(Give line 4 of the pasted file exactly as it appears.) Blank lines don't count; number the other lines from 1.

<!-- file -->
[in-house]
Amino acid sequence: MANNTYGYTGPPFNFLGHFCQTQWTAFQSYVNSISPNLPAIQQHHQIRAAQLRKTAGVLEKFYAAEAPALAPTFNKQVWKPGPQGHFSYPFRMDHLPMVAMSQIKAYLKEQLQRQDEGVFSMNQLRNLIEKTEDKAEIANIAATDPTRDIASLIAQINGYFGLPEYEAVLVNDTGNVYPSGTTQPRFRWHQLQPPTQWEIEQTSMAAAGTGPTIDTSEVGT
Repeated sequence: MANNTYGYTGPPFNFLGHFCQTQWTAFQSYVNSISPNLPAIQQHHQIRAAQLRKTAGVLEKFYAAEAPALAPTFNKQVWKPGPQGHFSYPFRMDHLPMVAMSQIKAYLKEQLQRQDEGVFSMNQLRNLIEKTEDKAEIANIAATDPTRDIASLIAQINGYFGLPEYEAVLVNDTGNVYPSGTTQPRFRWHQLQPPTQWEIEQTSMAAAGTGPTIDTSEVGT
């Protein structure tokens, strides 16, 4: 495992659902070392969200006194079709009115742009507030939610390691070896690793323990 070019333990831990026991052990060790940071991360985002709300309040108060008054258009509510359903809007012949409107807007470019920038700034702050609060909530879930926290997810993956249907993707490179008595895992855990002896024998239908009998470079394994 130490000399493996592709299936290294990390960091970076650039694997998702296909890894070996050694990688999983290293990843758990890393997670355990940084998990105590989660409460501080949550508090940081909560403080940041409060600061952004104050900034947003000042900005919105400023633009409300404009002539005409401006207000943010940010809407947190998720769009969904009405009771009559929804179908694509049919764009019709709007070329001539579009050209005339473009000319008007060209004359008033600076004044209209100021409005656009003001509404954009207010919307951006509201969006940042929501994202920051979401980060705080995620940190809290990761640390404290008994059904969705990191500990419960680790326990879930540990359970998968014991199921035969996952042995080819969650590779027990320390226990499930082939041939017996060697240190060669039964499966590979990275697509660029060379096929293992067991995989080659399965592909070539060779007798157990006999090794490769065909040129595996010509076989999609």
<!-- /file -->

């Protein structure tokens, strides 16, 4: 495992659902070392969200006194079709009115742009507030939610390691070896690793323990 070019333990831990026991052990060790940071991360985002709300309040108060008054258009509510359903809007012949409107807007470019920038700034702050609060909530879930926290997810993956249907993707490179008595895992855990002896024998239908009998470079394994 130490000399493996592709299936290294990390960091970076650039694997998702296909890894070996050694990688999983290293990843758990890393997670355990940084998990105590989660409460501080949550508090940081909560403080940041409060600061952004104050900034947003000042900005919105400023633009409300404009002539005409401006207000943010940010809407947190998720769009969904009405009771009559929804179908694509049919764009019709709007070329001539579009050209005339473009000319008007060209004359008033600076004044209209100021409005656009003001509404954009207010919307951006509201969006940042929501994202920051979401980060705080995620940190809290990761640390404290008994059904969705990191500990419960680790326990879930540990359970998968014991199921035969996952042995080819969650590779027990320390226990499930082939041939017996060697240190060669039964499966590979990275697509660029060379096929293992067991995989080659399965592909070539060779007798157990006999090794490769065909040129595996010509076989999609």